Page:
The girls on the Reagan High School Dance Team get up early in the morning, and practice all week. But when they show the crowds what they've got, it's all worth it.
Aileen O'Conor,Esme Ramirez,James Stafford
Alisha Brophy,Kevin Pinkerton
Museums are a place we can see ourselves for what we are, says Edward James Olmos. At Mexic-arte Museum, visitors can see the many ways Americans—who Olmos explains are all the people who inhabit the North and South American continents—represent themselves and their cultures.
John Gross,Ginny Patrick
"Every song tells a story," says Clarence Pierce of East Austin blues band The Eastside Kings. While he normally lets his guitar do the talking, in this documentary he accompanies his music with stories.. "However you want it to sound, you work on it and perfect it…you got the Blues."
Jennifer Gardner,Bryan Lozano
The father of Tejano music and the first Mexican-American rock n’ roll star in Texas, Manuel “Cowboy” Donley is a Lone Star legend. In this documentary, he shares his memories of the old days in Austin, as well his continued skill with a guitar.
Colin Lessing,Chad Sandahl
Colombian Singer-songwriter, Diana Naranjo, sings from the soul as she embraces her artistic expression.
Elias A. Hinojosa - Director
David Parrella - Cinematorgrapher and Colorist
Rodrigo Gutierrez - Sound and Subtitles
Elias A. Hinojosa,David Parrella,Rodrigo Gutierrez
The artists at Aztlan Dance Company use tradition as their inspiration, but they don't let it constrain them. Instead, Director Roen Salinas and company start with dances from across Latin America, from Mexican folklorico to Argentina's tango, and use them to build their own choreography. The result is a unique statement that pays homage to the past while moving Austin's dance scene into the future.
Andrew Lasky,Manny Mendoza
At Fire Island Hot Glass Studio, Matthew LaBarbera and Teresa Ueltschney work together to build their glass-blowing business and develop their art. Sometimes it's hard, but they love it when customers appreciate their work, and appreciate the chance to make a living doing what they love.
Sunhee Cho,Mike Cintron,Lisette Garza,Drew Masada
It’s always Black History Month at the George Washington Carver Museum and Cultural Center. With exhibits on jazz, quilts, the visual arts, and much more, the museum celebrates the contributions of African-Americans to Texan and American culture
Ceramicist Sunyong Chung uses a complex technique called nerikome to make exquisite designs. "To find something each day that inspires you - whatever it is - and make something..create something each and every day...that's my advice."
Erica Bullis,Kushan Dasgupta,Yuta Yamaguchi
Rejina Thomas sold her first painting when she was 15. Now, the award-winning glass art and etching she does in her East Fifth Street studio is collected and shown internationally. Vivacious and opinionated, Thomas shares her Graphic Glass studio, her art, and her advice to young artists: “Don’t wait for the money. Hurry up and do it.
Salsa is a lot of things for a lot of people. For Leila, it’s a way to show off her Mexican culture. For Carlos, it’s just something his whole family does. At Huston-Tillotson College, the celebration “Grito 2002” is also a way for African-American and Hispanic students, who don’t always mingle, to develop friendships.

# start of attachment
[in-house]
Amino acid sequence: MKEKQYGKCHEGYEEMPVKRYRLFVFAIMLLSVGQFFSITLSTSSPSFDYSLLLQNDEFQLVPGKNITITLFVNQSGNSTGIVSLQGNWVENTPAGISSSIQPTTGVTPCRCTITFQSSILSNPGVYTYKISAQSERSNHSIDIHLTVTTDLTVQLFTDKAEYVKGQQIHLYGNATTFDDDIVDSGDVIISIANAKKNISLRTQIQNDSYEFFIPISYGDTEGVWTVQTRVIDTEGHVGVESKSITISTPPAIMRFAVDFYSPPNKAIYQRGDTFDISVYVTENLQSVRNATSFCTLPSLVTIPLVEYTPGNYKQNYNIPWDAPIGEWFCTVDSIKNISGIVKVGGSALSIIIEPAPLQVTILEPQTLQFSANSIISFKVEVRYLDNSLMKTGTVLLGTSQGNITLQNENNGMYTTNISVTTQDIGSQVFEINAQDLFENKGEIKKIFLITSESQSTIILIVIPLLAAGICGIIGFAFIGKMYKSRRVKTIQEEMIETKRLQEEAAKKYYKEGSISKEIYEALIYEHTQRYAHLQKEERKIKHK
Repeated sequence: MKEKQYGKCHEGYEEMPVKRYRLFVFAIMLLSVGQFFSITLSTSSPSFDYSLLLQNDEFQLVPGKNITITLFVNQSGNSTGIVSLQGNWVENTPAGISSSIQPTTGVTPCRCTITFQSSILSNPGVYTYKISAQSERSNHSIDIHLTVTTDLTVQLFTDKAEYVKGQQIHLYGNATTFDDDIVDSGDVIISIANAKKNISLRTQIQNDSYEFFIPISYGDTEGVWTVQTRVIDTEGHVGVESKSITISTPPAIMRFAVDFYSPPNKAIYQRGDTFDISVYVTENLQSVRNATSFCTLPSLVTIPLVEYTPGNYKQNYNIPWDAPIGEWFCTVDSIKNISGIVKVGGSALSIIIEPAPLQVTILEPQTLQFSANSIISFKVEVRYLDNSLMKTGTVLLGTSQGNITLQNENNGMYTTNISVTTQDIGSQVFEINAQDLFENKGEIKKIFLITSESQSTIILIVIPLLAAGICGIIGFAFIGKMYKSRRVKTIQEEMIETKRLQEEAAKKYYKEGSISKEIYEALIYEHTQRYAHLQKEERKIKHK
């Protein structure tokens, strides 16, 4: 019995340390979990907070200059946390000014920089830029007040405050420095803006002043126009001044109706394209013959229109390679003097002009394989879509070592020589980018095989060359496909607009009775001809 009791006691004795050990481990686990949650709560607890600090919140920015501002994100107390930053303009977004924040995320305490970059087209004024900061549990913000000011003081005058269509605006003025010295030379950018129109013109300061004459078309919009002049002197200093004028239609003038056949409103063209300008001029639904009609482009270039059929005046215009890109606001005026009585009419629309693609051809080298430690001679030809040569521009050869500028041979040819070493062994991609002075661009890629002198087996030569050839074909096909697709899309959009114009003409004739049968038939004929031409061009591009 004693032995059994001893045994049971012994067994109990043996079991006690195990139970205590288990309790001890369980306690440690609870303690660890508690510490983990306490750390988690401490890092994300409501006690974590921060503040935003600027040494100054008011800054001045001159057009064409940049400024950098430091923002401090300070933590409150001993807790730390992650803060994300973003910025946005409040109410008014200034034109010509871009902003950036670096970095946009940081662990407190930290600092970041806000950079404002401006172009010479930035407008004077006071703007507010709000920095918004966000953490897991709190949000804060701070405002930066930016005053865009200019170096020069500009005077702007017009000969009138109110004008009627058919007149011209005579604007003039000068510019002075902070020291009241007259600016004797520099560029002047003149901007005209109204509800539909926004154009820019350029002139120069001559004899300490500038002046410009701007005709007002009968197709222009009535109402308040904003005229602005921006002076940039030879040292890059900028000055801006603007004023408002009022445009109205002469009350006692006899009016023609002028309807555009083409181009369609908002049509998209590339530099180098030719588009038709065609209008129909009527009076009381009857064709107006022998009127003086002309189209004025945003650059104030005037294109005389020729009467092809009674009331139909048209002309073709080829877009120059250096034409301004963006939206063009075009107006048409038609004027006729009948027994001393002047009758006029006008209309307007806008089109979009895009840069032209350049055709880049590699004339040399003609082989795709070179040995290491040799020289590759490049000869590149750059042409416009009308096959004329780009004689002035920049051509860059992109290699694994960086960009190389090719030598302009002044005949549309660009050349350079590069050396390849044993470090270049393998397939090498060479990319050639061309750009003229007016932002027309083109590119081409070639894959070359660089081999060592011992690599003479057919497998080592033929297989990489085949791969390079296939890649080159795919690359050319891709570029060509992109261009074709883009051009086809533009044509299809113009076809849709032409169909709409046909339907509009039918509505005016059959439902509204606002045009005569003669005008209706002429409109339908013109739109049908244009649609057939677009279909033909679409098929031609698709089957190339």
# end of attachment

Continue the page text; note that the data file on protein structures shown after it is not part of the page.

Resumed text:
Alexis Carreiro,Ruth Ann Knudsen,Jamie Lagesse,Josh Neu
Is art "just art"? At the George Washington Carver Museum, people say it's a lot more than something pretty to hang on the wall. Rather, it's a way African-Americans can present their own visions of the world, and reflect their pride in their culture.
Writer, storyteller, slam poet, Lacey Roop, performing and just talking about life and art.
While Austinites have to travel to experience A Night in Old San Antonio, many find that the music, performances, and fun of the celebration of Mexican culture is well worth it.
Portraits Behind the Paint - Meet Chris Rogers, the artist behind the mural at 12th & Chicon streets. “…Chris Rogers’ mural at 12th and Chicon streets was painted over, sparking outrage from the community over what many saw as an act of gentrification…” (Austin American-Statesman, 2/19/2018). Chris shares his passion behind his work, what it was like painting for and with the East Austin community, and his thoughts on dealing with change while staying true to one's self.
Rebecca Stewart,Léa Cuveliewr
The Rude Mechanicals strives to be a different kind of theater company, one that works collaboratively to create unique artistic works.
TC's Lounge is an old blues bar off of 12th Street in East Austin with a rich history and atmosphere that reflects the story of the city. This short portrait piece introduces the bar and some of its frequent clientele, focusing on Thomas Perkins, the dedicated owner of the place since the late seventies.
JoJoe Johnson made his television debut on Austin Community Access in the second grade. Now, he hosts his own call-in show called “What’s On Your Mind,” where young people can talk about their troubles and concerns. Next, he says, he’ll be a famous television producer—on the way he’s happy hearing what Austin kids have to say.
Some people do their art on paper, canvas, or glass. Arnoldo Carrillo does his art on skin, where his intricate, lifelike tattoos inspire admiration and repeat business. He knows that he loses some business because some people won't go over to the East side. Too bad for them, they miss Arnoldo's art as well as his ideas on life.
Eric Jenkins,Steven Ray